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DD aged just 15 is being constantly ignored and left out

(11 Posts)
Stresssed1968 Thu 12-May-16 17:32:49

My DD, 15 yesterday, is constantly left out of conversations, in-jokes, invitations etc. Her best friend moved last August so she has been finding her feet a bit with the other girls and often ends up being the 'third wheel (f**** hate that expression! - even the teachers use it). Obviously I am biased BUT she really is a sweet kid, she's kind, generous, has a good sense of humour and doesn't expect the other kids to fall over themselves to be nice to her, just to include her. Two girls in particular were friendly but now seem to be making a point of being nasty and crap to her. She came home from school today in tears saying she just can't take anymore and the drama of it all is wearing her out. Something similar happened to another girl a year ago and the parents involved teachers and it just went from bad to worse until the poor girl was sent to another school. I'm reluctant to involve the school, don't know the parents of the girls involved well enough to speak to them and just want to make it all better for my daughter. Any advice would be very welcome!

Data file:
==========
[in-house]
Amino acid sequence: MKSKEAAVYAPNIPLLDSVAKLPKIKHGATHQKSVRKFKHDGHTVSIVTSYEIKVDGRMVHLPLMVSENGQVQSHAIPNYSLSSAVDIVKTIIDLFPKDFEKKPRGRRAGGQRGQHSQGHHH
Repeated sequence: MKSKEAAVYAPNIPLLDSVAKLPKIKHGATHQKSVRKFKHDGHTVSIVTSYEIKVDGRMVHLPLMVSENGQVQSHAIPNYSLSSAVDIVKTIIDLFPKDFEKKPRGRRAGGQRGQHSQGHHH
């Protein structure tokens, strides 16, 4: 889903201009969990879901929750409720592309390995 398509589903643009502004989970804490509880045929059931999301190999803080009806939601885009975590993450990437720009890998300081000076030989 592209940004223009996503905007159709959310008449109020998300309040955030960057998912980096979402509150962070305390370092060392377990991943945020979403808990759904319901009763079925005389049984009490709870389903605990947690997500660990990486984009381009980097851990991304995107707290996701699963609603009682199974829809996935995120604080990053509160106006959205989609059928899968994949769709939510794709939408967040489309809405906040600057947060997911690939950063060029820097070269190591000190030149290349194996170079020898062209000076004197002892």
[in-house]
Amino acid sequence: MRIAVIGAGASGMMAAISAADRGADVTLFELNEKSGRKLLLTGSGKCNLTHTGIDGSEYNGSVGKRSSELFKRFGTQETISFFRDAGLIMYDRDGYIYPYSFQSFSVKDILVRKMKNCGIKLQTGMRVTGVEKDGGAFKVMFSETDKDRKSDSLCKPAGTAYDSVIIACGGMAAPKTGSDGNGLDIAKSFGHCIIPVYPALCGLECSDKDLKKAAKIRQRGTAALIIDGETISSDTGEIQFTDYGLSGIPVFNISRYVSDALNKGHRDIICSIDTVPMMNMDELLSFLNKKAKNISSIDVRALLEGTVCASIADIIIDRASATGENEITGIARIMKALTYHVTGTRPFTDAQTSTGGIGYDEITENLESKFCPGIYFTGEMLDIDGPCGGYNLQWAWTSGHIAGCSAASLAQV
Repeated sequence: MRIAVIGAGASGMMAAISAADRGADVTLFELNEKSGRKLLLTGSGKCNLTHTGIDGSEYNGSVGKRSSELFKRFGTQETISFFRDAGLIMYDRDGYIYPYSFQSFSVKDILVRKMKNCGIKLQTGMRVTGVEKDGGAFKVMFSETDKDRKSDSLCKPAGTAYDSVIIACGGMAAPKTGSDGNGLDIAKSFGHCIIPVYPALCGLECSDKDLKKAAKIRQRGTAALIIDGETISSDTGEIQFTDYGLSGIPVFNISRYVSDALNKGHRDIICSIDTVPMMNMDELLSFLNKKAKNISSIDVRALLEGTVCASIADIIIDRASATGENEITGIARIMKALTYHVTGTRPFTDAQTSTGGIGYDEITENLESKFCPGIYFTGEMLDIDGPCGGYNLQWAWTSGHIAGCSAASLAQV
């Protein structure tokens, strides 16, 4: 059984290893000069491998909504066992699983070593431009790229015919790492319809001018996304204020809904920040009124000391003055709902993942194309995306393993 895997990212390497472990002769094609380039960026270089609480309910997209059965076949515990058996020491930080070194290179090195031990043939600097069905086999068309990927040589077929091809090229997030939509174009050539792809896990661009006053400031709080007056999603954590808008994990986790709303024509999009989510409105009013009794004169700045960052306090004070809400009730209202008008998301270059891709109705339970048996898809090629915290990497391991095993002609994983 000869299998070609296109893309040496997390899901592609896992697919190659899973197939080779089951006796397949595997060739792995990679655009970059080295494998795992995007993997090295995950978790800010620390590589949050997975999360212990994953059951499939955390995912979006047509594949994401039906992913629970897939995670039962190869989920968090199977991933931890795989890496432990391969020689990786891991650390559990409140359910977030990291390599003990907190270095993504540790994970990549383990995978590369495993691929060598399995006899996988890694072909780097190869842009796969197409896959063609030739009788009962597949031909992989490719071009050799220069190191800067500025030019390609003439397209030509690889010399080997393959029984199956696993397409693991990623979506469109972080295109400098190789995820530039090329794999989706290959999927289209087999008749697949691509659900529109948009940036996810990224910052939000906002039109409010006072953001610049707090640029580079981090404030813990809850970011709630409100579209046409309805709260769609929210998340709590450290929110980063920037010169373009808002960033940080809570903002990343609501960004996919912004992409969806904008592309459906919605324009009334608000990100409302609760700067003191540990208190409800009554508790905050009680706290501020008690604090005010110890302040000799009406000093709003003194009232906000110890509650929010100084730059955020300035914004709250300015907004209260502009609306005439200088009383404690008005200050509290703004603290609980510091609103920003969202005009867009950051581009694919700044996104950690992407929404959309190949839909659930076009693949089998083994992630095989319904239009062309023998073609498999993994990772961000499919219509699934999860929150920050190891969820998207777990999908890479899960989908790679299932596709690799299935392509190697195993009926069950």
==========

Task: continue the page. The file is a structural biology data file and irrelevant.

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Stresssed1968 Thu 12-May-16 17:33:38

This is at school!

OP’s posts: |
Spudlet Thu 12-May-16 17:37:12

Not much advice but a great deal of sympathy... Nothing on earth would persuade me to be a 15 year old girl again!

One thing my mum used to tell me which helped was that school is a totally unnatural situation, where you are thrown together with people you have nothing in common with other than your age... It helped me to remember that soon enough I'd be able to choose friends based on far more than date of birth!

Stresssed1968 Thu 12-May-16 17:40:52

That's good advice and very true! Can't get my head around the fact that some girls are just plain nasty and neither can my DD - trying to raise our kids to be good, kind, inclusive and then they go to school with kids who are boastful, mean and spiteful - don't get it. Grrrrr

OP’s posts: |
Twowrongsdontmakearight Thu 12-May-16 17:57:43